singing programming for your supper Pi
David Feugey, who hosts and serves up the French language website RISCOS.fr using a Raspberry Pi, has announced the site’s first programming contest – to write something in BBC BASIC, the programming language that is included in the ROM image of all versions of RISC OS, as well as Arthur (ostensibly RISC OS 1) and the ROMs of Acorn’s older 8-bit computers, going all the way back to the very first BBC computer.
The winner of the contest will receive a ‘fully equipped’ Raspberry Pi Model B+ running RISC OS, worth approximately 129 euros, for which David stipulates there is no cash alternative, nor any option for a different computer.
The competition runs until the end of May, with the winner to be selected during June, and the goal is to develop a new piece of software (so not an update to something old nor, presumably, a port from elsewhere), in BBC BASIC, specifically for RISC OS 5. The resulting program can either be a command line program, or a multitasking application that runs in the desktop – and there are no categorical limitations; it can be a tool, a game, a demo, a screensaver… whatever.
To be accepted, David says, the program must be written in pure BBC BASIC, though he does clarify that system calls such as SWI and VDU are acceptable – in fact, the use of SWI would be vital to the development of a multitasking desktop application, which has been given as an example of something that could be written for this task. Also acceptable is the use of “common modules” – by which (and the use of the word ‘pure’ before BBC BASIC) I’d guess David means entrants can make use of existing third party modules, but mustn’t ‘cheat’ by writing a chunk of their program as a module (and therefore in another language – which even using the Assembler that comes with BBC BASIC would be doing), then writing a very simple BASIC front end to the module.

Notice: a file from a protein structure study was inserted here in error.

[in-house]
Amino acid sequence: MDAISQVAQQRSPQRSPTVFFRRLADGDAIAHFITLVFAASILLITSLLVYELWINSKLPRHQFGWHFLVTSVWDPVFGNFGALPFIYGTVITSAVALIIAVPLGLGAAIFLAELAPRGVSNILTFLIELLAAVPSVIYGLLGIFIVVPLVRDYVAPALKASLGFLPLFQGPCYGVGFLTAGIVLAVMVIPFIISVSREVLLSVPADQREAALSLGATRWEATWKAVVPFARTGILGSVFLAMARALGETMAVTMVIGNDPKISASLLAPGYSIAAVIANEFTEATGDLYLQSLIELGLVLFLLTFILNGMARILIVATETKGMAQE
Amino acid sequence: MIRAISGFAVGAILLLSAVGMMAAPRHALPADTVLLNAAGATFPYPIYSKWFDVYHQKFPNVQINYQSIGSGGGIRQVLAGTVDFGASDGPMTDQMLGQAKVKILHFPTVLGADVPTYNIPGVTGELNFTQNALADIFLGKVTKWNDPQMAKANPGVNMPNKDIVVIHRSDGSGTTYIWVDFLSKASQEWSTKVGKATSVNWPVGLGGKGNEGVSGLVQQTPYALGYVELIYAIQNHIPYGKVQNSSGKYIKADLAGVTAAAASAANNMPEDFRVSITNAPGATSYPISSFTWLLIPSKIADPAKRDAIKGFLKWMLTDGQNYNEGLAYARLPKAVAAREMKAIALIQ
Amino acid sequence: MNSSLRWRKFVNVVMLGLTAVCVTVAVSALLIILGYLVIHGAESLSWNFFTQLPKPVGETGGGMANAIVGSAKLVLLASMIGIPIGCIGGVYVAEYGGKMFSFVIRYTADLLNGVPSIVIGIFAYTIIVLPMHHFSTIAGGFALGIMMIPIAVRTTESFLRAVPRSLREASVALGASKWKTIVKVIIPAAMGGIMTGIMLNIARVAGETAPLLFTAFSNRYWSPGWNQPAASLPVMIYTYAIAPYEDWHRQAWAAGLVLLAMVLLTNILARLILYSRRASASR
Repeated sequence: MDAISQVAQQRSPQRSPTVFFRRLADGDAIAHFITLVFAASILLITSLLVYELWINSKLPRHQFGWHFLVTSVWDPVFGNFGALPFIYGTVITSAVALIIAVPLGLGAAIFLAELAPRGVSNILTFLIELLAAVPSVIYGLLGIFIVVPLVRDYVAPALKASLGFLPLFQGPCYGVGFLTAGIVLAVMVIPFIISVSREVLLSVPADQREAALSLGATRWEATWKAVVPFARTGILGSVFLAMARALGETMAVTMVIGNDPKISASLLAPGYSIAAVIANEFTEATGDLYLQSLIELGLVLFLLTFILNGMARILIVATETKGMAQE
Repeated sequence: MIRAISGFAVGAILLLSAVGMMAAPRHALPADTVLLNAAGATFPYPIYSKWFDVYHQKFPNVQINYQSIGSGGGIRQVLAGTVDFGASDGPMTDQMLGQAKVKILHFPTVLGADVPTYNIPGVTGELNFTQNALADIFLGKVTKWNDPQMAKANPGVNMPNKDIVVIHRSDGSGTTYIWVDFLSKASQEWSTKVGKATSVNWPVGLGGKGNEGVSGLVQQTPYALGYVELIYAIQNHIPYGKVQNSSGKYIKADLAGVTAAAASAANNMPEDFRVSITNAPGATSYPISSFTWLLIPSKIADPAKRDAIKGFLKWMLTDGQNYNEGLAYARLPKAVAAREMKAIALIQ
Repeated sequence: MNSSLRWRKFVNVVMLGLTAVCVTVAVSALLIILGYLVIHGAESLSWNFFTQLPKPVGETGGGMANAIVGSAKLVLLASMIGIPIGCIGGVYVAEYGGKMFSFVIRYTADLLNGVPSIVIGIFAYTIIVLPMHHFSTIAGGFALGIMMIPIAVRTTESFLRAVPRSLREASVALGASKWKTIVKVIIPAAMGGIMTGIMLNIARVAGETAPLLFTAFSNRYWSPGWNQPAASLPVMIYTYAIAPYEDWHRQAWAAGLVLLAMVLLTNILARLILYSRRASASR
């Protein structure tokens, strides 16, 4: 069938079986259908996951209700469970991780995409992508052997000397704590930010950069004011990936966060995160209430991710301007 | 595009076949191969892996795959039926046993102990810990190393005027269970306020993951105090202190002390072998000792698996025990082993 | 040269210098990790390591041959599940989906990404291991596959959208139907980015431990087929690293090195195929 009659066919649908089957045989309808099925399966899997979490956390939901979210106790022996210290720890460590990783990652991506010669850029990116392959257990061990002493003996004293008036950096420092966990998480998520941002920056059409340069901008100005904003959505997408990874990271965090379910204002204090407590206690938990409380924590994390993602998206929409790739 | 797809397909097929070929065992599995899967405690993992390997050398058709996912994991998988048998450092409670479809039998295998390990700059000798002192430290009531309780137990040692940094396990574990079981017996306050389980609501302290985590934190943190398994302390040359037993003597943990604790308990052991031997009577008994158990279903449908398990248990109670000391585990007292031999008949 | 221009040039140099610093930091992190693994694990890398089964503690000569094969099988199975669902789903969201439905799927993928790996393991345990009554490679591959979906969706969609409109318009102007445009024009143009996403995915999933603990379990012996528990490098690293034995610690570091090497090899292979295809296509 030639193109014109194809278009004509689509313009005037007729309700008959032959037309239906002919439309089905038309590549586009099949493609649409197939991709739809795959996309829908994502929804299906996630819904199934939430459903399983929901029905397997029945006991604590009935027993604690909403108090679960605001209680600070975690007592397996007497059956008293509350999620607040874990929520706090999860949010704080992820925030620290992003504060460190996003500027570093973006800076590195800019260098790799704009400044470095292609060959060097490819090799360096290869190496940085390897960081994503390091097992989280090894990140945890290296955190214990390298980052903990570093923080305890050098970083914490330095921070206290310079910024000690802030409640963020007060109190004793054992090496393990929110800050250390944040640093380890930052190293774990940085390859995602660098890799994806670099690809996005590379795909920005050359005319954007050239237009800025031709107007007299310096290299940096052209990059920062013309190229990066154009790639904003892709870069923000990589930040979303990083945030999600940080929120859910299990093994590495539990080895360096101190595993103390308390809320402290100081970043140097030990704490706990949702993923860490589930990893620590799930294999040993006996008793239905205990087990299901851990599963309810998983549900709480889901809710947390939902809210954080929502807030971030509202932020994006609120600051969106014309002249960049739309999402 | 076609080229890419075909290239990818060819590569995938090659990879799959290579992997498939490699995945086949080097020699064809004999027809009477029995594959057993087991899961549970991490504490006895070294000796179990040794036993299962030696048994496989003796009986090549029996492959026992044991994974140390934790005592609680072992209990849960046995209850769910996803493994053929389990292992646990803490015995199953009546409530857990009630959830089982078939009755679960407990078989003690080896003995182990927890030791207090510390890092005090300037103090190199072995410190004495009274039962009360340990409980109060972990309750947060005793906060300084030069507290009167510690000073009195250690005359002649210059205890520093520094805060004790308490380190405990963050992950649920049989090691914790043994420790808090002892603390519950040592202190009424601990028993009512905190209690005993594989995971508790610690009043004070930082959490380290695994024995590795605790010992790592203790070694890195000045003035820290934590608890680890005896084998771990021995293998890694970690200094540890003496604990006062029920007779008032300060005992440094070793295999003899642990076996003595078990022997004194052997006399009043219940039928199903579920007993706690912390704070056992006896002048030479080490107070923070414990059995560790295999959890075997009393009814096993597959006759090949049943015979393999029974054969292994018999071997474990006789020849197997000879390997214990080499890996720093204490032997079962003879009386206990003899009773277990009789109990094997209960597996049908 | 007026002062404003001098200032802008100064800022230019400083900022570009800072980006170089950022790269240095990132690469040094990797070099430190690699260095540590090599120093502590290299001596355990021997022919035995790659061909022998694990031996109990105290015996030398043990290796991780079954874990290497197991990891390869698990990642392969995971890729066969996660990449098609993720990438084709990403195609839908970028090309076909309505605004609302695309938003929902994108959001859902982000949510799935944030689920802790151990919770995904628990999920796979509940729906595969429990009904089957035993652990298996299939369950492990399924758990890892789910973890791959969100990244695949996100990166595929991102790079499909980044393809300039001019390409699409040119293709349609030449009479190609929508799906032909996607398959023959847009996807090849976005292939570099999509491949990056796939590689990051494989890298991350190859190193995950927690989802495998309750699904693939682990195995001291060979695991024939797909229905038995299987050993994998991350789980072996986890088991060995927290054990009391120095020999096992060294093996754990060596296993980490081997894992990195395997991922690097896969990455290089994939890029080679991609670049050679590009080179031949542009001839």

The final condition is that the source code must be free for all uses – that is to say it must be placed in the public domain, although that term may not be recognised in law in all territories, so it would be better to state clearly that it can be freely used, copied, distributed and modified. Simpler would be to place it under a suitably permissive non-proprietory, non-viral open source licence – such as the BSD licence. The GNU General Public Licence (GPL) is given by David as an example of a licence that is specifically disallowed due to its incompatibility with other licences.
Contributions can be sent to David by email.